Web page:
Sen. John McCain: President’s CIA pick was involved in ‘one of the darkest chapters in American History’
John McCain blasted Donald Trump’s decision to nominate Gina Haspel as the new CIA Director, McCain said she was involved in “one of the darkest chapters in American History”
Though McCain expressed his confidence in the current CIA Director Mike Pompeo, and his ability to serve as the secretary of state. McCain’s statement reads “Haspel needs to explain her stance on torture”
McCain said “The torture of detainees in U.S. custody during the last decade was one of the darkest chapters in American history,” “Ms. Haspel needs to explain the nature and extent of her involvement in the CIA’s interrogation program during the confirmation process.”
McCain said Following the Sept. 11, 2001, terrorist attacks, the Bush administration “squandered precious moral authority” to get intelligence,
Gina Haspel joined CIA in 1985 her interrogations techniques are notorious especially the waterboarding used on detainees at a secret CIA prison in Thailand, 2002. According to American Civil Liberties Union, Haspel was “up to her eyeballs in torture, both in running a secret torture prison in Thailand and carrying out an order to cover up torture crimes by destroying videotapes.”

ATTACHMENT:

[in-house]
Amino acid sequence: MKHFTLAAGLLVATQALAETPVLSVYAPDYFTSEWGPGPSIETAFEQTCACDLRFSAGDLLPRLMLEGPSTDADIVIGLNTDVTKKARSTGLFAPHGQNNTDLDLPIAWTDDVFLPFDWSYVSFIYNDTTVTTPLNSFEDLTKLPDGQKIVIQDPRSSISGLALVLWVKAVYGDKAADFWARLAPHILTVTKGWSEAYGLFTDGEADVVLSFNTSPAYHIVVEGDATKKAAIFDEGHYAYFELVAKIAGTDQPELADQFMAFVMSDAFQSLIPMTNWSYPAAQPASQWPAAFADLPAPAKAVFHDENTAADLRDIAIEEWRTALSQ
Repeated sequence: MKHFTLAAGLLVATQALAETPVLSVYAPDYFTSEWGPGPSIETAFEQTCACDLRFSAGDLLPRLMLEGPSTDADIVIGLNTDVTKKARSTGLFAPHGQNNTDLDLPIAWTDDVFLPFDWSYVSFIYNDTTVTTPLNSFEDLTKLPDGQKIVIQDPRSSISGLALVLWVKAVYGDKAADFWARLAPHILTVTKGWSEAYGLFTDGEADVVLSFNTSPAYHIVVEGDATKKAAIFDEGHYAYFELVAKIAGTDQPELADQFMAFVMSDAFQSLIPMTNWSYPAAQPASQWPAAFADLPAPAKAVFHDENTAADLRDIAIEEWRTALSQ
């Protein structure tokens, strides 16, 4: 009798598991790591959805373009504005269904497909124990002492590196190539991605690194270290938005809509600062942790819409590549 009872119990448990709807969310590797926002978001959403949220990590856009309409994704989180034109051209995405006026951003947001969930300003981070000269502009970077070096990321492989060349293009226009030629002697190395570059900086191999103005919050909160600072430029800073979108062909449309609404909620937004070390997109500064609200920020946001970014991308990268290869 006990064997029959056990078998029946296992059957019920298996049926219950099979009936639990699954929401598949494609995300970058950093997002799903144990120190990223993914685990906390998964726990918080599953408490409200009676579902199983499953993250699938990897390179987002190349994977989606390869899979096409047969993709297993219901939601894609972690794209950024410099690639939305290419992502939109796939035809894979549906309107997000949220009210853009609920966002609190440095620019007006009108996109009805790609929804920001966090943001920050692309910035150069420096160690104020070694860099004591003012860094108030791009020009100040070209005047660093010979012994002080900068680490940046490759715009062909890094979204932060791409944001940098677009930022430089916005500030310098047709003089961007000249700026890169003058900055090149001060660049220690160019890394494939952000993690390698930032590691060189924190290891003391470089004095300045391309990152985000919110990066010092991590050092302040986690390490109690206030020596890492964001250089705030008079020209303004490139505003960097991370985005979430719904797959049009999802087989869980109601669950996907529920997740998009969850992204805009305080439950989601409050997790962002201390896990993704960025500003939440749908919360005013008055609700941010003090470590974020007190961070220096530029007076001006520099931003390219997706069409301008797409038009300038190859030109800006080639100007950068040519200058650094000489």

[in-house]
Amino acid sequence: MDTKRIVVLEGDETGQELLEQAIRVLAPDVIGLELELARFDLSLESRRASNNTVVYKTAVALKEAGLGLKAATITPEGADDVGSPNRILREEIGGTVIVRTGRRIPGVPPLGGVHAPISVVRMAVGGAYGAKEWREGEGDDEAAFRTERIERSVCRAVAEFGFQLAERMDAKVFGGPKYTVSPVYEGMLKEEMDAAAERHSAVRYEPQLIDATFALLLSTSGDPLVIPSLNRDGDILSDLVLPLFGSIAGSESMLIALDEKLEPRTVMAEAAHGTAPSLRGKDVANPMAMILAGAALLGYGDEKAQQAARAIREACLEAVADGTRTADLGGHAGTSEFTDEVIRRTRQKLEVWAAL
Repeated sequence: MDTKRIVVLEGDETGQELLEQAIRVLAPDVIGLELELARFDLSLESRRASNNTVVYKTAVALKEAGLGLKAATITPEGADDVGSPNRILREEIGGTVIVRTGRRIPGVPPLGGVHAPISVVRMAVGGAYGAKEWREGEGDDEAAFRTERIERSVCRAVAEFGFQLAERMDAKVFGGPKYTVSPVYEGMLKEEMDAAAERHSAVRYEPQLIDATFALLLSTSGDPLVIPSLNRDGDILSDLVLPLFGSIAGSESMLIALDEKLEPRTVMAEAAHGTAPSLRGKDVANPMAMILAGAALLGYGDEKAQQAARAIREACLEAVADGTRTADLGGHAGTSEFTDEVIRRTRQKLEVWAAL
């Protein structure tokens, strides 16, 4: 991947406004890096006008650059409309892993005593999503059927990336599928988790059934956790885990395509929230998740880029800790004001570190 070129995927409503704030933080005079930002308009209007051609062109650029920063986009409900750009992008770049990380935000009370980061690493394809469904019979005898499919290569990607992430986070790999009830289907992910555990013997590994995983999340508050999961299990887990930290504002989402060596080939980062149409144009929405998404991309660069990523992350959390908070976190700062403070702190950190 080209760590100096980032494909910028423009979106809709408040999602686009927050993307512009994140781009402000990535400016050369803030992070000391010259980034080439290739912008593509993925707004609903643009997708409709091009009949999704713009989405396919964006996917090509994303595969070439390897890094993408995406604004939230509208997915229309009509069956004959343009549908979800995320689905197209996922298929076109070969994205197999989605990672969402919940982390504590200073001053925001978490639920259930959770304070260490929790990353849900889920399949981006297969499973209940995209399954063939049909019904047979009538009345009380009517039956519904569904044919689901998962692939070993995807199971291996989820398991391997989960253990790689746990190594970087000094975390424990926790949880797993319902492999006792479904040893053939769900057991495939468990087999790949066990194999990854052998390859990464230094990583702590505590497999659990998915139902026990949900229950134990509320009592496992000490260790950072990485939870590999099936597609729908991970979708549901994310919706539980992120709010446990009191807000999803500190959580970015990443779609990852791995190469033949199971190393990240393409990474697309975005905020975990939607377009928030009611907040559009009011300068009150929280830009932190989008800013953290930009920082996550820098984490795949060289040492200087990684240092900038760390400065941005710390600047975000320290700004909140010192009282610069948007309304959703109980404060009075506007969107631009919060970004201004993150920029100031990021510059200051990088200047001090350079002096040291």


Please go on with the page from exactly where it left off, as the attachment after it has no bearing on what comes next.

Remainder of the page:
Progressive foreign policy groups have already raised their concerns and fighting back against her nomination, they said her direct role in the torture program should “disqualify her” from the position.
Former Director Pompeo committed himself to enforcing federal law on interrogation techniques during his confirmation hearing last year to become CIA director.
McCain also said “Any nominee for director of the CIA must pledge without reservation to uphold this prohibition, which has helped us regain our position of leadership in the struggle for universal human rights,”
McCain, who was tortured as a prisoner during in the Vietnam War, has sharply criticized Trump’s support of controversial interrogation policies like waterboarding. “I know from personal experience that the abuse of prisoners will produce more bad than good,”